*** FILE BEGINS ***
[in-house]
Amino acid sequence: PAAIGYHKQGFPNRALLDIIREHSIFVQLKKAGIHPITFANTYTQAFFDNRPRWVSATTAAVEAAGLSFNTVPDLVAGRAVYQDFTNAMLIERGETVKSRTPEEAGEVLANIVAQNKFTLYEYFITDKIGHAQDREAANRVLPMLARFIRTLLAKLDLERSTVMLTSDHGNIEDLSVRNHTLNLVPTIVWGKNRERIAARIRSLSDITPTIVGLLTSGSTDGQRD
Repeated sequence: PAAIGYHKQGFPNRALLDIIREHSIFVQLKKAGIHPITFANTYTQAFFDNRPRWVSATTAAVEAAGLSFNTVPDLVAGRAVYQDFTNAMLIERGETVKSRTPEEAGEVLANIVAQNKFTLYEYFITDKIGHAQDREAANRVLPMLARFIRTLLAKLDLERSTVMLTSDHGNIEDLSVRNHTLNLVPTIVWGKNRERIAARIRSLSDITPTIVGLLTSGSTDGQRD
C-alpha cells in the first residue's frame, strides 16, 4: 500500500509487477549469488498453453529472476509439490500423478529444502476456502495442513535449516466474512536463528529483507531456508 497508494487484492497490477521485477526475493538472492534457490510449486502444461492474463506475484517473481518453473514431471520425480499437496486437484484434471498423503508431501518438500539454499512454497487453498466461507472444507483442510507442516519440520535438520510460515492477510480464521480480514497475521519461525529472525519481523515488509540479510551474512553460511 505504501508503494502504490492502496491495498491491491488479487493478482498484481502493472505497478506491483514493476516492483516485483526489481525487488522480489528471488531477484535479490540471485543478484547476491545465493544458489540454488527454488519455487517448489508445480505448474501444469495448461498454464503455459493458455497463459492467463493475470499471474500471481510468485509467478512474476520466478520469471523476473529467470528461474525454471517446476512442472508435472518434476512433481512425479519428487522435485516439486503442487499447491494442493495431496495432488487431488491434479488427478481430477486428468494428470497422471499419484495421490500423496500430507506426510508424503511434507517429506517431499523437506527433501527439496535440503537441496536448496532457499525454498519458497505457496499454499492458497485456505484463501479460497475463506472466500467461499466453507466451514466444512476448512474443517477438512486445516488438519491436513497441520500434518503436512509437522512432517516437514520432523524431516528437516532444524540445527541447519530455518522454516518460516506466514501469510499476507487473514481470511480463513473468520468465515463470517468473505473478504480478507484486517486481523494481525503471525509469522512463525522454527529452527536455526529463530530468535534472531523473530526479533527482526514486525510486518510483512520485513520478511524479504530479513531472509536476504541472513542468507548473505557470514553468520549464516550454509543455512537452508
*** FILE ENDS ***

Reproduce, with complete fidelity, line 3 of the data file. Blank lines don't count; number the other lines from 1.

Repeated sequence: PAAIGYHKQGFPNRALLDIIREHSIFVQLKKAGIHPITFANTYTQAFFDNRPRWVSATTAAVEAAGLSFNTVPDLVAGRAVYQDFTNAMLIERGETVKSRTPEEAGEVLANIVAQNKFTLYEYFITDKIGHAQDREAANRVLPMLARFIRTLLAKLDLERSTVMLTSDHGNIEDLSVRNHTLNLVPTIVWGKNRERIAARIRSLSDITPTIVGLLTSGSTDGQRD